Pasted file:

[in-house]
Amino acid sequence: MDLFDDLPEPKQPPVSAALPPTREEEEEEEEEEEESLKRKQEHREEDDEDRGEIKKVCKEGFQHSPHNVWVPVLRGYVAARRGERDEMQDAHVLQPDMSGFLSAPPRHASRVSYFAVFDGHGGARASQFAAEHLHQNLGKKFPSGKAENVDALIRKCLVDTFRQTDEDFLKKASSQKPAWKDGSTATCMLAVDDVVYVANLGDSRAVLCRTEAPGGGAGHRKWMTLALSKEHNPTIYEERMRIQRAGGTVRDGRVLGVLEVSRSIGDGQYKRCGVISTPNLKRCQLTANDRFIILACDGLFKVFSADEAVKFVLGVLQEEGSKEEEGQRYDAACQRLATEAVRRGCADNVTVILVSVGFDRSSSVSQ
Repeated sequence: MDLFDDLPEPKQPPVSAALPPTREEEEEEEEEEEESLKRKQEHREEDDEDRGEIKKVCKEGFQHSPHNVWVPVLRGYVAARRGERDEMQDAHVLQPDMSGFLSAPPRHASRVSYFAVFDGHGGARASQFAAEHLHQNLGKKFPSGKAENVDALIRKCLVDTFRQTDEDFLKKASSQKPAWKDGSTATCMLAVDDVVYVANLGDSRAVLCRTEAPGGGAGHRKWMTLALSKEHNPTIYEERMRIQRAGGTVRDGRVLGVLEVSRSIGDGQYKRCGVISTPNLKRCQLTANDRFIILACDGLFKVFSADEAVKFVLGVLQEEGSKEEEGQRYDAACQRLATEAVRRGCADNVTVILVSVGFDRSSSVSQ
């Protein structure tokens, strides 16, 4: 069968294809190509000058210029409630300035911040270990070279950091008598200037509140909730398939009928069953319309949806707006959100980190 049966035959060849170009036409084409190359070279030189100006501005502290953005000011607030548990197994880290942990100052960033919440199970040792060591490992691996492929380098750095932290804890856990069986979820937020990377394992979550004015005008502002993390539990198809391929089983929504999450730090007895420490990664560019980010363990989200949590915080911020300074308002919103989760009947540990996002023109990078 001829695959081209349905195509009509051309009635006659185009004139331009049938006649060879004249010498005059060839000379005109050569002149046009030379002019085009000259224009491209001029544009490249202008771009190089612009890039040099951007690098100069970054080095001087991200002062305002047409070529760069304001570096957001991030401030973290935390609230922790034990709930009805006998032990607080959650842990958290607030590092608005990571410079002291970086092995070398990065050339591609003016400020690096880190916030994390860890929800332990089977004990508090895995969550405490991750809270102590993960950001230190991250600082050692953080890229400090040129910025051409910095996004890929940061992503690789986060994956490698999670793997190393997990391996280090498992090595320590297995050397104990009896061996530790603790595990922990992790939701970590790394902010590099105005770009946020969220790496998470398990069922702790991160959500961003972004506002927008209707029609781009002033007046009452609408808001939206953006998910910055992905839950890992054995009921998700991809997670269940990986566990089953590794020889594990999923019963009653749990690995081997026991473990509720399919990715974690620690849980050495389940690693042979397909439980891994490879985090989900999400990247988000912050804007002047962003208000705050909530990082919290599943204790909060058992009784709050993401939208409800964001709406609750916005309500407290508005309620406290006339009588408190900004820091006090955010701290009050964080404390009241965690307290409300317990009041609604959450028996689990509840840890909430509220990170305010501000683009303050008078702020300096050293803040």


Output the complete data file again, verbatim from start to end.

[in-house]
Amino acid sequence: MDLFDDLPEPKQPPVSAALPPTREEEEEEEEEEEESLKRKQEHREEDDEDRGEIKKVCKEGFQHSPHNVWVPVLRGYVAARRGERDEMQDAHVLQPDMSGFLSAPPRHASRVSYFAVFDGHGGARASQFAAEHLHQNLGKKFPSGKAENVDALIRKCLVDTFRQTDEDFLKKASSQKPAWKDGSTATCMLAVDDVVYVANLGDSRAVLCRTEAPGGGAGHRKWMTLALSKEHNPTIYEERMRIQRAGGTVRDGRVLGVLEVSRSIGDGQYKRCGVISTPNLKRCQLTANDRFIILACDGLFKVFSADEAVKFVLGVLQEEGSKEEEGQRYDAACQRLATEAVRRGCADNVTVILVSVGFDRSSSVSQ
Repeated sequence: MDLFDDLPEPKQPPVSAALPPTREEEEEEEEEEEESLKRKQEHREEDDEDRGEIKKVCKEGFQHSPHNVWVPVLRGYVAARRGERDEMQDAHVLQPDMSGFLSAPPRHASRVSYFAVFDGHGGARASQFAAEHLHQNLGKKFPSGKAENVDALIRKCLVDTFRQTDEDFLKKASSQKPAWKDGSTATCMLAVDDVVYVANLGDSRAVLCRTEAPGGGAGHRKWMTLALSKEHNPTIYEERMRIQRAGGTVRDGRVLGVLEVSRSIGDGQYKRCGVISTPNLKRCQLTANDRFIILACDGLFKVFSADEAVKFVLGVLQEEGSKEEEGQRYDAACQRLATEAVRRGCADNVTVILVSVGFDRSSSVSQ
């Protein structure tokens, strides 16, 4: 069968294809190509000058210029409630300035911040270990070279950091008598200037509140909730398939009928069953319309949806707006959100980190 049966035959060849170009036409084409190359070279030189100006501005502290953005000011607030548990197994880290942990100052960033919440199970040792060591490992691996492929380098750095932290804890856990069986979820937020990377394992979550004015005008502002993390539990198809391929089983929504999450730090007895420490990664560019980010363990989200949590915080911020300074308002919103989760009947540990996002023109990078 001829695959081209349905195509009509051309009635006659185009004139331009049938006649060879004249010498005059060839000379005109050569002149046009030379002019085009000259224009491209001029544009490249202008771009190089612009890039040099951007690098100069970054080095001087991200002062305002047409070529760069304001570096957001991030401030973290935390609230922790034990709930009805006998032990607080959650842990958290607030590092608005990571410079002291970086092995070398990065050339591609003016400020690096880190916030994390860890929800332990089977004990508090895995969550405490991750809270102590993960950001230190991250600082050692953080890229400090040129910025051409910095996004890929940061992503690789986060994956490698999670793997190393997990391996280090498992090595320590297995050397104990009896061996530790603790595990922990992790939701970590790394902010590099105005770009946020969220790496998470398990069922702790991160959500961003972004506002927008209707029609781009002033007046009452609408808001939206953006998910910055992905839950890992054995009921998700991809997670269940990986566990089953590794020889594990999923019963009653749990690995081997026991473990509720399919990715974690620690849980050495389940690693042979397909439980891994490879985090989900999400990247988000912050804007002047962003208000705050909530990082919290599943204790909060058992009784709050993401939208409800964001709406609750916005309500407290508005309620406290006339009588408190900004820091006090955010701290009050964080404390009241965690307290409300317990009041609604959450028996689990509840840890909430509220990170305010501000683009303050008078702020300096050293803040």